The narrative fluctuates between reality and a dreamlike state for the rest of the novel; the narrator visits her mother-in-law, visits her husband’s workplace where she continues running his business in his absence and she goes for a walk along the seafront only to experience sea lion corpses to be washed up on the beach. I have read books before that portray a similar hallucinogenic reality, some work and some don’t, but Darrieussecq’s writing is superb throughout, mainly because her writing remains taut even when what she is describing is rather nebulous. Here is an example about half-way through the book.

It wasn’t night, it was simply darkness, with me in the middle hoping all the while that time was carrying on flowing, that something would crop up, me all alone in the middle, with my veins and my muscles dissolving rapidly into nothingness, me made of molecules of flesh and thought, dispersing in a cloud (a process of expansion as sudden as that of the room, a nebula of bedroom and me, between limits that grew dimmer by the moment).

The novel ends with the narrator attending a dinner party in honour of her mother who’s intending to move abroad. Her mother’s ostentatious dress reminds the narrator of the iridescence of fish scales and makes her feel quite nauseous, so she has to go for a walk but the suburban environment now appears as if underwater.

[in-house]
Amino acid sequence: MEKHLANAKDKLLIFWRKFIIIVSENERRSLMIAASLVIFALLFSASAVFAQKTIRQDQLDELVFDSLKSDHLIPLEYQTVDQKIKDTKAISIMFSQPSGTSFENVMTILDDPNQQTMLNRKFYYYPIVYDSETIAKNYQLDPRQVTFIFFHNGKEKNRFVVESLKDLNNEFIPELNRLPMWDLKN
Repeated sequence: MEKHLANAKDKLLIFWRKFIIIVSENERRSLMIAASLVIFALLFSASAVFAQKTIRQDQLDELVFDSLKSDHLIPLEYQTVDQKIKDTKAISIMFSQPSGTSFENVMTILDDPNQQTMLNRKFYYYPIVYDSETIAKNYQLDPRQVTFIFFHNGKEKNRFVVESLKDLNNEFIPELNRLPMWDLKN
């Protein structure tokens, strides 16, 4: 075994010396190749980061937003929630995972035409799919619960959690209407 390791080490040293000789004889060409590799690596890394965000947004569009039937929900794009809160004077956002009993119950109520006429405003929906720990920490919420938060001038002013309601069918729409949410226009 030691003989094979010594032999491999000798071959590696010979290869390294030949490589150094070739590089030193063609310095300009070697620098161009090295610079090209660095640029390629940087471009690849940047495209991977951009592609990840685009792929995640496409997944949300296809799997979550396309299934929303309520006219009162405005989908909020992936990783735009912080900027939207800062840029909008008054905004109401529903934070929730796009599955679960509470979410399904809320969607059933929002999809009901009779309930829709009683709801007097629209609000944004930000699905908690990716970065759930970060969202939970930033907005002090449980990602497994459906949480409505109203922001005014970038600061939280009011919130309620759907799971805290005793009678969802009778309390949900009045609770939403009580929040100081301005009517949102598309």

The street seen backwards was like an invasion by the sea on the night of a flood. What I saw resembled an inside-out glove, the negative of a street. I was walking over the ocean bed, creeping along the walls, the corroded gateways, the mossy leprosy of cars, octopus-infested gardens, pines encrusted with vampire shells (sap drained, suppliant branches forming reefs); to navigate anywhere beyond this housing estate you’d have needed to be familiar with the shadows of the labyrinth, hearing the helm scraping the rooftops, the keel grating against the gutter rails. But my step was light, steady and brisk.

So, does her husband return or is it left unresolved? (You may wish to stop reading here if you really don’t want to know how the novel ends.) Well, both really; when the narrator returns to the party she sees her husband enter through the doorway although his form appears vague and nebulous. Her mother-in-law also sees him and faints. The novel ends with the narrator back in her flat, with her phantom husband, trying to decide how it’s going to work out.

This book will not be to everyone’s taste, and it’s the type of book that I have often ended up getting annoyed with because they can end up just being a stream of unconnected words and images. But Darrieussecq manages to maintain a sense of structure to the whole book and although there was hallucinogenic imagery it’s not totally at the expense of plot and character. It was an enjoyable read.